We define programmable machines as those that can do:

  • sequence
  • selection, and
  • iteration

ie the Turing Model of Computing.

Here we see the UCLA's 1948 Mechanical Computer performing a calculation.

To me this appears to be a Differential Analyser.

My question is: Was UCLA's 1948 Mechanical Computer programmable, or merely a calculator?

  • 1
    Do we define programming in that way? For example, the Colossus used by the British for code breaking during and after WW2, is widely considered the first electronic programmable computer, but it was not Turing complete.
    – JeremyP
    Commented Sep 24, 2019 at 11:19
  • @JeremyP to the point. (For the 'first' part, there's still the Z3 to be considered as well, isn't it?)
    – Raffzahn
    Commented Sep 24, 2019 at 12:02
  • I would define "programmable" to mean that the machine can be "programmed." That is to say, you have some ability to change what it computes without completely taking the thing apart, and building a new machine from the pieces. Turing machines in general are not programmable, but being "Turing complete" implies that it is possible to build a Turing machine that can be programmed to emulate other Turing machines. Commented Mar 6, 2022 at 20:11

1 Answer 1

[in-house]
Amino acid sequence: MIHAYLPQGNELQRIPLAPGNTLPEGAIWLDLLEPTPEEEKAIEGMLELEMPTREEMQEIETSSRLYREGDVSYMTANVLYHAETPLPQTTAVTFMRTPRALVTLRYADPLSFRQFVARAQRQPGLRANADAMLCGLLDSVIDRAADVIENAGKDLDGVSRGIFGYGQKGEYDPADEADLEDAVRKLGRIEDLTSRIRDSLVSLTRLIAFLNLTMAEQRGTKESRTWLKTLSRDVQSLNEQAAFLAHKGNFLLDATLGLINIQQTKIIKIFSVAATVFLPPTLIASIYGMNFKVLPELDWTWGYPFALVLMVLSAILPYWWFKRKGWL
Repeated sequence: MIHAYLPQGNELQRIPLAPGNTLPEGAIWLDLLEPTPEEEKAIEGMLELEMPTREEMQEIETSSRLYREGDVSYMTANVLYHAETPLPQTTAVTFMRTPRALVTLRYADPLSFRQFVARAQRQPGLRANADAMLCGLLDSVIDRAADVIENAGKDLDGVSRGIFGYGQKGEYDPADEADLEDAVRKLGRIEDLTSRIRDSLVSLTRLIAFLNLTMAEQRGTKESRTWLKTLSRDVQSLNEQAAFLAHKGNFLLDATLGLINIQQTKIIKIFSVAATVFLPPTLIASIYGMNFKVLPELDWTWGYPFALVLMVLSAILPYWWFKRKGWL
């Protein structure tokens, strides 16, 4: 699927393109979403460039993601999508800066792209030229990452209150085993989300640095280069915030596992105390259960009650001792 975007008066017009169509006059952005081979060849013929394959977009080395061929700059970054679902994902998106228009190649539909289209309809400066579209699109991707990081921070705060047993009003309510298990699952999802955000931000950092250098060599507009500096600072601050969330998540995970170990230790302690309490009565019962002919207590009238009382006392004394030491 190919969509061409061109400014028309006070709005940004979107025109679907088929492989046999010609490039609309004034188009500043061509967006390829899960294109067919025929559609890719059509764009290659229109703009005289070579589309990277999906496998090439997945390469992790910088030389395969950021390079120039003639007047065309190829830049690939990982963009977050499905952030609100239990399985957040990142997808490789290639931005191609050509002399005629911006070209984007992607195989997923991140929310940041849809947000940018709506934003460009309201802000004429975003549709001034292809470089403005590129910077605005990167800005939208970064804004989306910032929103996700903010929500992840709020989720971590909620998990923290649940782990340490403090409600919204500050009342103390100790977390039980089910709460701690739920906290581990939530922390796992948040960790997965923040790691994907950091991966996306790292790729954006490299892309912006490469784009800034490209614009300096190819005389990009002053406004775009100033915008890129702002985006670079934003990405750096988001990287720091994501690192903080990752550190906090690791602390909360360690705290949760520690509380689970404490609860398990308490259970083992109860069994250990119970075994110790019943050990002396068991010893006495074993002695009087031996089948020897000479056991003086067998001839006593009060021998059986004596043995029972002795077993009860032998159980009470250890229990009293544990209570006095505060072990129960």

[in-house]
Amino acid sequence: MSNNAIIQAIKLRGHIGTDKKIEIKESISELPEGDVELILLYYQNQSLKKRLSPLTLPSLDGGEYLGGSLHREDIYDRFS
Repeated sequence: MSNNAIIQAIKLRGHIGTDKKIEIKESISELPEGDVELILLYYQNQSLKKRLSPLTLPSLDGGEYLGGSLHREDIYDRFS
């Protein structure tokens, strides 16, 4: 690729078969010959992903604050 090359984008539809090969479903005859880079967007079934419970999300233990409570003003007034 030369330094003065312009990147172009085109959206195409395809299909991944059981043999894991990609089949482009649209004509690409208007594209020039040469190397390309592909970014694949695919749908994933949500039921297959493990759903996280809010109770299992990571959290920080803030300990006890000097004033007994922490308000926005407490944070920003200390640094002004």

From what I know, and what the video supports, this is 'simply' an analogue computer. Analogue computers are not programmable in a sense like we use the term today. They are more like Construction Sets with predefined blocks and mounting plates. In this case like a highest quality Meccano-like set. Analogue computers work, as their name say, by building a device working analogous to the problem in question. When build/configured, they represent a fixed function machine. Depending on the setup with fixed values, or parameterized input.

Using a 'premade' analogue computer is not different than building the same machine from scratch. It just simplifies the construction process and enables repetition due its premade parts, designed to ease construction (*1). In this it doesn't matter if made from mechanical parts, to be bolted into a frame (like the example) and driven by some motor, or a structured set of amplifiers and resistors in an electronic analogue computer to be wired up according to the problem (*2).

In either way, the term programming, as it used today with computers, is at best borderline, but usually not applicable here. They are fixed function setups.

*1 - Which is the very definition of a construction set, isn't it?

*2 - Note that this is to be distinct from early digital, patch (board) driven machines like D11 or ENIAC that had to be wired up as well.

  • Is the ENIAC programmable? It uses plugboard wiring to assemble a bunch of modules into a working computer. Commented Sep 24, 2019 at 20:49
  • @snips-n-snails It is a borderline case. It is plug wired, but at the same time it's digital, so definitly not an analogue computer.
    – Raffzahn
    Commented Sep 24, 2019 at 21:31
  • I see, a digital computer is not an analog computer. Commented Sep 24, 2019 at 23:16
  • IMO, wiring a plugboard is programming in the sense that it allows you to reconfigure/repurpose the machine without completely re-building the machine. reddit.com/r/TheWayWeWere/comments/qsmqmn/… Commented Mar 6, 2022 at 20:14
  • @SolomonSlow By that definition any pile of breakout boards and wires would be a programmable computer - wouldn't it?
    – Raffzahn
    Commented Mar 6, 2022 at 20:51

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